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Rafah is 'pressure cooker of despair' as Gazans flee south - UN agency

Displaced Palestinian children, who fled their houses due to Israeli strikes, wait to collect water amid shortages, at a tent camp in Rafah

By Gabrielle Tétrault-Farber

GENEVA (Reuters) -The United Nations humanitarian office on Friday voiced concern about the hostilities in Khan Younis that have forced more people to flee to Rafah in the far south of Gaza, describing the border town as a "pressure cooker of despair".

The comments come as Israel prepares to advance its war on Gaza farther south, close to the Egyptian border, where most Gazans have sought refuge from the Israeli offensive.

"I want to emphasize our deep concern about the escalation of hostilities in Khan Younis, which has resulted in an increase in the number of internally displaced people seeking refuge in Rafah in recent days," said Jens Laerke, spokesperson for the U.N. Office for the Coordination of Humanitarian Affairs.

More than half of Gaza's 2.3 million people are sheltering in the area, mainly cold and hungry in makeshift tents and public buildings.

"Rafah is a pressure cooker of despair, and we fear for what comes next," Laerke said.

Gaza residents have said Israeli forces pounded areas around hospitals in Khan Younis, and stepped up attacks close to Rafah.

"Khan Younis has also come increasingly under attack, and it's been shocking to hear about the heavy fighting in the vicinity of the hospitals, jeopardising the safety of medical staff, the wounded and sick, as well as thousands of internally displaced people seeking refuge there," Laerke said.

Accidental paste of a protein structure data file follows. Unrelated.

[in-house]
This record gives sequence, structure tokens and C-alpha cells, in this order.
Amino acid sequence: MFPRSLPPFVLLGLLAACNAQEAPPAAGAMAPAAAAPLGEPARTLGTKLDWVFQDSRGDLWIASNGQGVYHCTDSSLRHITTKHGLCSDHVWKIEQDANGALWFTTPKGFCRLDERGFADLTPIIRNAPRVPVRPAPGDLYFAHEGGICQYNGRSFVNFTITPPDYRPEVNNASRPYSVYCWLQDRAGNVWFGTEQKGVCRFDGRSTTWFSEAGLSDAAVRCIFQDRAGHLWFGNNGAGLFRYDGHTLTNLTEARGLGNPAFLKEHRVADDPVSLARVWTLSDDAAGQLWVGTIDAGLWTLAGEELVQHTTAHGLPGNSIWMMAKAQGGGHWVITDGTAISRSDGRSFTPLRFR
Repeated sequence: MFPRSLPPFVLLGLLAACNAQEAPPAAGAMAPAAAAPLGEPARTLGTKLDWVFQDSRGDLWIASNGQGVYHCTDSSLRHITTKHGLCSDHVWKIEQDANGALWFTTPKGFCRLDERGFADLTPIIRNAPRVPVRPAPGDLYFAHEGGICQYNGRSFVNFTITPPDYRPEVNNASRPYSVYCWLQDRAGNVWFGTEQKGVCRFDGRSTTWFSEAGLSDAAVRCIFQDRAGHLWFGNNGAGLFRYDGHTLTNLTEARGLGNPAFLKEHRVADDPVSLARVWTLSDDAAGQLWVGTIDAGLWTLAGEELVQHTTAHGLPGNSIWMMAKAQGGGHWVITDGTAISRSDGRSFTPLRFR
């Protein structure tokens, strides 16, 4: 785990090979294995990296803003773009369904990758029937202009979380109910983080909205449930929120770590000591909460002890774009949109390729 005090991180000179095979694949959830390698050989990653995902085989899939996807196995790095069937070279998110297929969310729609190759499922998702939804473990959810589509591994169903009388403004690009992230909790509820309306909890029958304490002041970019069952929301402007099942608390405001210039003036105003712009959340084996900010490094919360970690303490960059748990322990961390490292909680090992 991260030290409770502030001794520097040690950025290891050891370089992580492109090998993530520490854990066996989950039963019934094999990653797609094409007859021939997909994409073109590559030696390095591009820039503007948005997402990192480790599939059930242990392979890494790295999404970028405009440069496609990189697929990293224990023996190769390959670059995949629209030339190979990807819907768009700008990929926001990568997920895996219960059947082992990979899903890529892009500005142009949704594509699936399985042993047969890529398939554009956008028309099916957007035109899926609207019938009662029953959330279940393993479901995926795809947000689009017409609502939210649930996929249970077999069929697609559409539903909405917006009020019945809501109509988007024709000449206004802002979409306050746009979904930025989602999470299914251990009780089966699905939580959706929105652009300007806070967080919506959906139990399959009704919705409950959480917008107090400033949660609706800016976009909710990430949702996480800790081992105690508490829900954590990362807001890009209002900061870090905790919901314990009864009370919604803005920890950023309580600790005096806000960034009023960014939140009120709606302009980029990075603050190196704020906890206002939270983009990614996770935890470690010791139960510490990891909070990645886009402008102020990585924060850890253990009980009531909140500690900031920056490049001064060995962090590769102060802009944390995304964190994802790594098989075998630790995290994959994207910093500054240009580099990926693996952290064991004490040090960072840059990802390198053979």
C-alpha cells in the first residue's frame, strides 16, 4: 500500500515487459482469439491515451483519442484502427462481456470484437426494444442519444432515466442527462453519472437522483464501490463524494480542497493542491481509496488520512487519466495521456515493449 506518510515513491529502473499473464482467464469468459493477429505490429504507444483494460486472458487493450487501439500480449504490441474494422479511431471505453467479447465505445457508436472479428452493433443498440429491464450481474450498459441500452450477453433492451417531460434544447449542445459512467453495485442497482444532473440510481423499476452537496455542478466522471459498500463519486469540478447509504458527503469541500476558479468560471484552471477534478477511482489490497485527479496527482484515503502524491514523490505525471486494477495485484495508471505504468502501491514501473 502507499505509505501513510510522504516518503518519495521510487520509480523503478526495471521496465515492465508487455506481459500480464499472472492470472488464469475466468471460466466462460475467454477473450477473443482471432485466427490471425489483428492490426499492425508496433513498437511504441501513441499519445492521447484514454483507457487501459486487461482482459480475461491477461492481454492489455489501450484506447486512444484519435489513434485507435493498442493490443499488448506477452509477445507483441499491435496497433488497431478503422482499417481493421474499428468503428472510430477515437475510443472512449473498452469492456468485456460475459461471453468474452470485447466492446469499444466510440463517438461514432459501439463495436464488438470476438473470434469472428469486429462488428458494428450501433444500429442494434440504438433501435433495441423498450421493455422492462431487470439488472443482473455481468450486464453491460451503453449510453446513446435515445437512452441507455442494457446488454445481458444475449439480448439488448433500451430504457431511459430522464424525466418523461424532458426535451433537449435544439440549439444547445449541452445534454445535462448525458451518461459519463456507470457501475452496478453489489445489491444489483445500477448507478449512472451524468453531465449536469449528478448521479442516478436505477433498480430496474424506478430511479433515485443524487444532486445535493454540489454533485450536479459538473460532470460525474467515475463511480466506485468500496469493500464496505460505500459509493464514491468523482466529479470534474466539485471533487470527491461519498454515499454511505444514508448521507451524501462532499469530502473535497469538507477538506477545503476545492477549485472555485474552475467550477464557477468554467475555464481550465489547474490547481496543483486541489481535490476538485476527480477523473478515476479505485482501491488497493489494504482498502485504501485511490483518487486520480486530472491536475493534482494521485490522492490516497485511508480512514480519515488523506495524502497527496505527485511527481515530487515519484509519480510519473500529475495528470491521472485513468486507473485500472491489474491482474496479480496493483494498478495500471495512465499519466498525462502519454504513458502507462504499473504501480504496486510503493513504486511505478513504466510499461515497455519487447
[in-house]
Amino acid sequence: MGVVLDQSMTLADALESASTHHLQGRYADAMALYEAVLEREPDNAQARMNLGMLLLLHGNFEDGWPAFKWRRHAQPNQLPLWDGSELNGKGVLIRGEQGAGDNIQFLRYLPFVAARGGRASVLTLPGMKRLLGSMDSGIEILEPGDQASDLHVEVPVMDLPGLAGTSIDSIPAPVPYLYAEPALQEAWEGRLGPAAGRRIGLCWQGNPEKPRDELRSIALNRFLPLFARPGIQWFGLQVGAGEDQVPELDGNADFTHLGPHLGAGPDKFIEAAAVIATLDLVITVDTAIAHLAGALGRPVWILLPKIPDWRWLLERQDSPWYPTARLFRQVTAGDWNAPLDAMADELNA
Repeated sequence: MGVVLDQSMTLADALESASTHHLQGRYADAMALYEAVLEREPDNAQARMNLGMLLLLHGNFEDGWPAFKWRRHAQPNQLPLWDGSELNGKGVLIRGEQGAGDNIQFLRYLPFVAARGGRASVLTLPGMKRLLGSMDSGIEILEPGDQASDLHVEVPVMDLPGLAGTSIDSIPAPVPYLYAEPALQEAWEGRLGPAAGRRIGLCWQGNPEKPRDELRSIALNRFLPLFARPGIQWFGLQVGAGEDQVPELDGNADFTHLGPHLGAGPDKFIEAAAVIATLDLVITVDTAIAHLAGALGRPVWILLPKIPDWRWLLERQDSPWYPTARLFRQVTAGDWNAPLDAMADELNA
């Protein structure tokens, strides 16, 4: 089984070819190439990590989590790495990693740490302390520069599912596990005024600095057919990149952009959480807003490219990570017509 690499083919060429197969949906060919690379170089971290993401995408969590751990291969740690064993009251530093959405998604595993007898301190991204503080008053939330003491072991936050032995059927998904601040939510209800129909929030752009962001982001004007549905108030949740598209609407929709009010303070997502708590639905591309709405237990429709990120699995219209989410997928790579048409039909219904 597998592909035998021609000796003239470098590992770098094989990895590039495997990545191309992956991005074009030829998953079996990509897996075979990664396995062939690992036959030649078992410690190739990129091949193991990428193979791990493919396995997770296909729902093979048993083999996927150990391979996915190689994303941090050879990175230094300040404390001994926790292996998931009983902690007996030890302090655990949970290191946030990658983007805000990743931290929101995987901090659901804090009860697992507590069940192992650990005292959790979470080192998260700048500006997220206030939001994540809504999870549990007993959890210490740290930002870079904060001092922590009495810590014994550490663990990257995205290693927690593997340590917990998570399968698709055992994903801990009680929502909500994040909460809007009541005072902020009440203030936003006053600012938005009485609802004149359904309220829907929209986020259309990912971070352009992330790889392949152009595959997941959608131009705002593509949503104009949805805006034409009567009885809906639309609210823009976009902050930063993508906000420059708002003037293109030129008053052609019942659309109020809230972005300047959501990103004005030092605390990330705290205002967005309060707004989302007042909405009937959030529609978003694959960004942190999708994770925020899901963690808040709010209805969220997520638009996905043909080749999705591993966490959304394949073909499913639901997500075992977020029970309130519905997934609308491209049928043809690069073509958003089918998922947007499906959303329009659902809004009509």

"Agencies are indeed struggling to respond under these circumstances."

In separate comments, UNICEF said it estimated that 17,000 children in Gaza were unaccompanied or have been separated from their families during the conflict, which began on Oct. 7 in the wake of attacks by Hamas gunmen in southern Israel.

It said that nearly all children in the enclave were thought to require mental health support.

"They present symptoms like extremely high levels of persistent anxiety, loss of appetite. They can't sleep, they have emotional outbursts or they panic every time they hear a bombing," said Jonathan Crickx, UNICEF's chief of communication for the Occupied Palestinian Territories.

"Before this war, UNICEF was considering already that 500,000 children were already in need of mental health and psychosocial support in Gaza. Today, we estimate that almost all children are in need of that support, and that's more than 1 million children."

(Reporting by Gabrielle Tétrault-Farber; Editing by Rachel More)